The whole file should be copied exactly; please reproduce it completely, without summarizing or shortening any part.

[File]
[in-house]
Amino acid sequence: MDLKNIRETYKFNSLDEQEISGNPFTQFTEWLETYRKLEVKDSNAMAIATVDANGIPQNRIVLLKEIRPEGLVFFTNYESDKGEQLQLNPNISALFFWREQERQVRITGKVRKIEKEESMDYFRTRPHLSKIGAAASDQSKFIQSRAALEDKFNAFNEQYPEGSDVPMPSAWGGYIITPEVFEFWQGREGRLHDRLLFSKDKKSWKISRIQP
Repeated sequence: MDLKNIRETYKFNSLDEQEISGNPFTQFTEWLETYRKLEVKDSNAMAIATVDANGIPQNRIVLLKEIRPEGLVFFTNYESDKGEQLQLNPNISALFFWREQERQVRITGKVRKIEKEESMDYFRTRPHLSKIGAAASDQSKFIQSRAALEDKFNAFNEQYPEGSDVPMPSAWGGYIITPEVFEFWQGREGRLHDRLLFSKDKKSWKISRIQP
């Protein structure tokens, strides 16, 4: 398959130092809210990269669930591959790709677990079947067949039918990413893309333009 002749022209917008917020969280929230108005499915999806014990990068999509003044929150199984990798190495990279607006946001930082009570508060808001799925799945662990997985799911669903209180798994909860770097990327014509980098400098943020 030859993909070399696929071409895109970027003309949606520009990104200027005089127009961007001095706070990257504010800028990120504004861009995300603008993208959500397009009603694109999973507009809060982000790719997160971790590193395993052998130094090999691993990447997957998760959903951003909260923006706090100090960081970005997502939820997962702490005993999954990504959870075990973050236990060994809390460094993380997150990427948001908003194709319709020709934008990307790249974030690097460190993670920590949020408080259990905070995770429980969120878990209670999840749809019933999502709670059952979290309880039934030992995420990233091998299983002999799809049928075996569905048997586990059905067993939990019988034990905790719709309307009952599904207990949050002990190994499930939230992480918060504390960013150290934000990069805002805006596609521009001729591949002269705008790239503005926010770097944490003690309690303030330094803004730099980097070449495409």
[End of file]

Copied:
[in-house]
Amino acid sequence: MDLKNIRETYKFNSLDEQEISGNPFTQFTEWLETYRKLEVKDSNAMAIATVDANGIPQNRIVLLKEIRPEGLVFFTNYESDKGEQLQLNPNISALFFWREQERQVRITGKVRKIEKEESMDYFRTRPHLSKIGAAASDQSKFIQSRAALEDKFNAFNEQYPEGSDVPMPSAWGGYIITPEVFEFWQGREGRLHDRLLFSKDKKSWKISRIQP
Repeated sequence: MDLKNIRETYKFNSLDEQEISGNPFTQFTEWLETYRKLEVKDSNAMAIATVDANGIPQNRIVLLKEIRPEGLVFFTNYESDKGEQLQLNPNISALFFWREQERQVRITGKVRKIEKEESMDYFRTRPHLSKIGAAASDQSKFIQSRAALEDKFNAFNEQYPEGSDVPMPSAWGGYIITPEVFEFWQGREGRLHDRLLFSKDKKSWKISRIQP
């Protein structure tokens, strides 16, 4: 398959130092809210990269669930591959790709677990079947067949039918990413893309333009 002749022209917008917020969280929230108005499915999806014990990068999509003044929150199984990798190495990279607006946001930082009570508060808001799925799945662990997985799911669903209180798994909860770097990327014509980098400098943020 030859993909070399696929071409895109970027003309949606520009990104200027005089127009961007001095706070990257504010800028990120504004861009995300603008993208959500397009009603694109999973507009809060982000790719997160971790590193395993052998130094090999691993990447997957998760959903951003909260923006706090100090960081970005997502939820997962702490005993999954990504959870075990973050236990060994809390460094993380997150990427948001908003194709319709020709934008990307790249974030690097460190993670920590949020408080259990905070995770429980969120878990209670999840749809019933999502709670059952979290309880039934030992995420990233091998299983002999799809049928075996569905048997586990059905067993939990019988034990905790719709309307009952599904207990949050002990190994499930939230992480918060504390960013150290934000990069805002805006596609521009001729591949002269705008790239503005926010770097944490003690309690303030330094803004730099980097070449495409």